“There was no increase in bradycardia with higher doses of BB beta-blocker,” note the authors.
Dr. Mona Fiuzat, at Duke University Medical Center in Durham, North Carolina, and colleagues explain that it is unclear whether beta-blocker dose correlates with heart-failure outcomes. To look at that issue, the team examined data from the HF-ACTION trial of exercise training versus usual care in ambulatory HF patients with systolic dysfunction.
Among the 2331 participants, 95% were taking a beta-blocker, according to the report. With the baseline dose standardized to carvedilol equivalents, dosing ranged widely between 1 and 200 mg daily, and was changed in only 6% of the subjects during the course of the study.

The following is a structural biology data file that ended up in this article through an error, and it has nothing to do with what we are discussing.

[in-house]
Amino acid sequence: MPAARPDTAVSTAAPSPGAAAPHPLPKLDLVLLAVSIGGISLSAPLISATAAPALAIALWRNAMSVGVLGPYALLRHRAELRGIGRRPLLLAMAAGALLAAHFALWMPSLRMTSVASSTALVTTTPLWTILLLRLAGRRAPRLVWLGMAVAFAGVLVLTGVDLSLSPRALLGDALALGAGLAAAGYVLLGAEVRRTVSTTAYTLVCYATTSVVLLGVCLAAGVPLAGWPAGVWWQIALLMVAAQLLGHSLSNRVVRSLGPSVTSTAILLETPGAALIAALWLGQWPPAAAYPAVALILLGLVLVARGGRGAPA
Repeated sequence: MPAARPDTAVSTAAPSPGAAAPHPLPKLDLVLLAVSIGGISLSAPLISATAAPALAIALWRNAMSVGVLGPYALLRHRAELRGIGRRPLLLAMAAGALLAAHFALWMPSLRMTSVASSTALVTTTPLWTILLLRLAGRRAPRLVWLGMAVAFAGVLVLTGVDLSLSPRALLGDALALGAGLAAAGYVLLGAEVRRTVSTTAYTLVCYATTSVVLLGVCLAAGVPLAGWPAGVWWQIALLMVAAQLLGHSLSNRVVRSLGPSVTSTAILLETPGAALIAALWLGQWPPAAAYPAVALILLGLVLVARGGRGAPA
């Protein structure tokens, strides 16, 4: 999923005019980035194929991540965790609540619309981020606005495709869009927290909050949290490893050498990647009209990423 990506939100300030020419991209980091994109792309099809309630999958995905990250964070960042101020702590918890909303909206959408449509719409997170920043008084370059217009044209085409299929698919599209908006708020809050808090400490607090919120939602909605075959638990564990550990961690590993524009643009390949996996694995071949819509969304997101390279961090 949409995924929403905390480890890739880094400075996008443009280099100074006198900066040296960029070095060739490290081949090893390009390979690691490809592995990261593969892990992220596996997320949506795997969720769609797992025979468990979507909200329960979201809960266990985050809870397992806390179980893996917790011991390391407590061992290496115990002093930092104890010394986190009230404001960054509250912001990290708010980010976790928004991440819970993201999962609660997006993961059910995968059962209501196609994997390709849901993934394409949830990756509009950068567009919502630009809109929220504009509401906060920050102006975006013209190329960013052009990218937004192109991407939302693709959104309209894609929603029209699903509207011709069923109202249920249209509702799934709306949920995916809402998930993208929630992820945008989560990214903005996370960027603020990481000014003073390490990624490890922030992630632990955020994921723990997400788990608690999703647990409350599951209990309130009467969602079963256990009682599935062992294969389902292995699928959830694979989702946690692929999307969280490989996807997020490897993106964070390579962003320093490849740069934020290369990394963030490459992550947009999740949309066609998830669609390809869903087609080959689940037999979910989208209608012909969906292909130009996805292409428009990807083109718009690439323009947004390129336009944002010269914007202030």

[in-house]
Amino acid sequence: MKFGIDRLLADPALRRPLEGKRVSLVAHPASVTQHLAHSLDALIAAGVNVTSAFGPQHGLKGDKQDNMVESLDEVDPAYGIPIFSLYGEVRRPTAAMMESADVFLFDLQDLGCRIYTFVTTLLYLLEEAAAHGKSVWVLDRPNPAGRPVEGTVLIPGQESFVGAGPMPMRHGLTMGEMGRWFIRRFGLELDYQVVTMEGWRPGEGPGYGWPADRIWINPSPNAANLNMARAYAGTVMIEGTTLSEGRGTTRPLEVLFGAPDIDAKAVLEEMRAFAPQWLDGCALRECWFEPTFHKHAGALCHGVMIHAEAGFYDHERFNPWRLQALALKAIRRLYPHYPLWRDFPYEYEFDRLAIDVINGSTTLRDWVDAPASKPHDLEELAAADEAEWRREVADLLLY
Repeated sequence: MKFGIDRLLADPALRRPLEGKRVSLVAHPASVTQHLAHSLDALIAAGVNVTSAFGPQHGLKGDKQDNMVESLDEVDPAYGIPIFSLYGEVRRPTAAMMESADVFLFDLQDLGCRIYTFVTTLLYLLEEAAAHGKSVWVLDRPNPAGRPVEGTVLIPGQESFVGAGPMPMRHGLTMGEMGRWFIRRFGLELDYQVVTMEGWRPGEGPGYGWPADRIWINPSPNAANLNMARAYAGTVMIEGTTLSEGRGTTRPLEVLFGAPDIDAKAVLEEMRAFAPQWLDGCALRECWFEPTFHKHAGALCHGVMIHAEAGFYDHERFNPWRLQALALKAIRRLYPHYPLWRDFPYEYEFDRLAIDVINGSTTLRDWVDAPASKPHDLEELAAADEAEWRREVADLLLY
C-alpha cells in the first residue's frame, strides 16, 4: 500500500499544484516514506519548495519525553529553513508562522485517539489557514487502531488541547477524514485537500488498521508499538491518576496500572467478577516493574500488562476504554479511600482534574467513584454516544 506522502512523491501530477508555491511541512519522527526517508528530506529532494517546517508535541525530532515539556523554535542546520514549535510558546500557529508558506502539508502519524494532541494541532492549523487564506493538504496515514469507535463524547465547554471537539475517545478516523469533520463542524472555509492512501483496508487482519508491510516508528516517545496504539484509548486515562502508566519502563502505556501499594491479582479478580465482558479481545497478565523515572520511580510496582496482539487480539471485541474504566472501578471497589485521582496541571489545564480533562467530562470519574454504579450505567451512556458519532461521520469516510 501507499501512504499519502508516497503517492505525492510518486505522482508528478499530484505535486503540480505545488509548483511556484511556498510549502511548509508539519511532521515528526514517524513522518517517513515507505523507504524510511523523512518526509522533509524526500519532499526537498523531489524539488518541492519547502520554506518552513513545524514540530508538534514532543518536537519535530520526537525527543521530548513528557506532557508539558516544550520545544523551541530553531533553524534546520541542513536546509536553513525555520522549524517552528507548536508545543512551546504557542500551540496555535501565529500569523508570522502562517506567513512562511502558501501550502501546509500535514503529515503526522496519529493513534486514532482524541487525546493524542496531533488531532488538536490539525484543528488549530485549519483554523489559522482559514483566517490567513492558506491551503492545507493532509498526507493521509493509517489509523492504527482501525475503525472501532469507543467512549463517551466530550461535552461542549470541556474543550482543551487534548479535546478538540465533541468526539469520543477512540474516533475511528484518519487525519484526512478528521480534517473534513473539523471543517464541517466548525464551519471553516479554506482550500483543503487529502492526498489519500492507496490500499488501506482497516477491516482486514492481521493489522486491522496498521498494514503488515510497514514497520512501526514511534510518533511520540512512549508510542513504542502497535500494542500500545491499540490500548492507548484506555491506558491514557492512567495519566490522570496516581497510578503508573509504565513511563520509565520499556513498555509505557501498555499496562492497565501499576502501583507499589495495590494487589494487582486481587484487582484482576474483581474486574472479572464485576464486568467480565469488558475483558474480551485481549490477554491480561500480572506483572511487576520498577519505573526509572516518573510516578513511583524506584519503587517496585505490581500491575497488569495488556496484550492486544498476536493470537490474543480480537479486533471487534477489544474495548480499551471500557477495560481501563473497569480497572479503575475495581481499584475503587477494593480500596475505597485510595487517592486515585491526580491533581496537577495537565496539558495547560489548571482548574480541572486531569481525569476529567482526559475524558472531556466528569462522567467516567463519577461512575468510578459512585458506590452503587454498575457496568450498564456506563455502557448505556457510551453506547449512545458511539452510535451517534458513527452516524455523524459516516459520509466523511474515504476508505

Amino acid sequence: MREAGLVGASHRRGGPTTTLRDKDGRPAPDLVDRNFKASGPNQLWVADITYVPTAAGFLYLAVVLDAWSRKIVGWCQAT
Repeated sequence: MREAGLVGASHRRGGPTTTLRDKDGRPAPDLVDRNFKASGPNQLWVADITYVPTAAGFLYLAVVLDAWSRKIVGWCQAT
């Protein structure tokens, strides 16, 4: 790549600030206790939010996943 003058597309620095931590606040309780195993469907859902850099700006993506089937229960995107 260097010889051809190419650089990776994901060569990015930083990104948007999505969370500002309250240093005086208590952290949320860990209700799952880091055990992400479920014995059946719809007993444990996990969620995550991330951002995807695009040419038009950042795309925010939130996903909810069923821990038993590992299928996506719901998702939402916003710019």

The occurrence of a composite endpoint of all-cause mortality and all-cause hospitalization over a median follow-up of 2.5 years declined linearly with increasing beta-blocker dosage, from about 60% with none down to about 45% with 50 mg daily. Higher doses did not improve outcomes any further, the report indicates.
After adjustment for other variables, higher beta-blocker dose remained associated with improved outcome (hazard ratio 0.96; p=0.02), Dr. Fiuzat and colleagues found
They conclude, “These data support the current clinical guideline recommendations that BB (beta-blocker) therapy should be titrated to moderate-to-high doses as used in randomized, controlled clinical trials.”